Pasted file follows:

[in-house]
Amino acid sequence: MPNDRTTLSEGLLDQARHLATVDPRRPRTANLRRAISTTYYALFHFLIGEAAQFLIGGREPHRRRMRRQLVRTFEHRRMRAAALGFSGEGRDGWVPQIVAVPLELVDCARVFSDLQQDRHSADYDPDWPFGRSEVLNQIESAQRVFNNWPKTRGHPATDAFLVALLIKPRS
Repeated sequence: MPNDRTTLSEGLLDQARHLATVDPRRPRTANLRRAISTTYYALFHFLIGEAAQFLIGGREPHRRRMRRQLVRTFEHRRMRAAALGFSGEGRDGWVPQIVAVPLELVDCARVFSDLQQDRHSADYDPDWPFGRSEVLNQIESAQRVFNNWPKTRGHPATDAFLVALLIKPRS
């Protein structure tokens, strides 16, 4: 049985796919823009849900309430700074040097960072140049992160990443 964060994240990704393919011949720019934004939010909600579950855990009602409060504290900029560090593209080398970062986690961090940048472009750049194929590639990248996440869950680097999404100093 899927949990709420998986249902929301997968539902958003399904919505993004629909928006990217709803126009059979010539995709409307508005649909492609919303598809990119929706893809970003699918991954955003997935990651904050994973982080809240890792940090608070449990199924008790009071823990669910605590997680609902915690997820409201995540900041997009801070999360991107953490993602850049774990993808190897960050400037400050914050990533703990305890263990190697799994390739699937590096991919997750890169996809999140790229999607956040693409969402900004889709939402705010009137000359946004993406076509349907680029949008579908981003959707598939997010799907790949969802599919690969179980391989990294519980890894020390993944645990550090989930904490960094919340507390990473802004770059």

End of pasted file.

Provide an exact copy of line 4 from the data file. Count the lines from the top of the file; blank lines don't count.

């Protein structure tokens, strides 16, 4: 049985796919823009849900309430700074040097960072140049992160990443 964060994240990704393919011949720019934004939010909600579950855990009602409060504290900029560090593209080398970062986690961090940048472009750049194929590639990248996440869950680097999404100093 899927949990709420998986249902929301997968539902958003399904919505993004629909928006990217709803126009059979010539995709409307508005649909492609919303598809990119929706893809970003699918991954955003997935990651904050994973982080809240890792940090608070449990199924008790009071823990669910605590997680609902915690997820409201995540900041997009801070999360991107953490993602850049774990993808190897960050400037400050914050990533703990305890263990190697799994390739699937590096991919997750890169996809999140790229999607956040693409969402900004889709939402705010009137000359946004993406076509349907680029949008579908981003959707598939997010799907790949969802599919690969179980391989990294519980890894020390993944645990550090989930904490960094919340507390990473802004770059």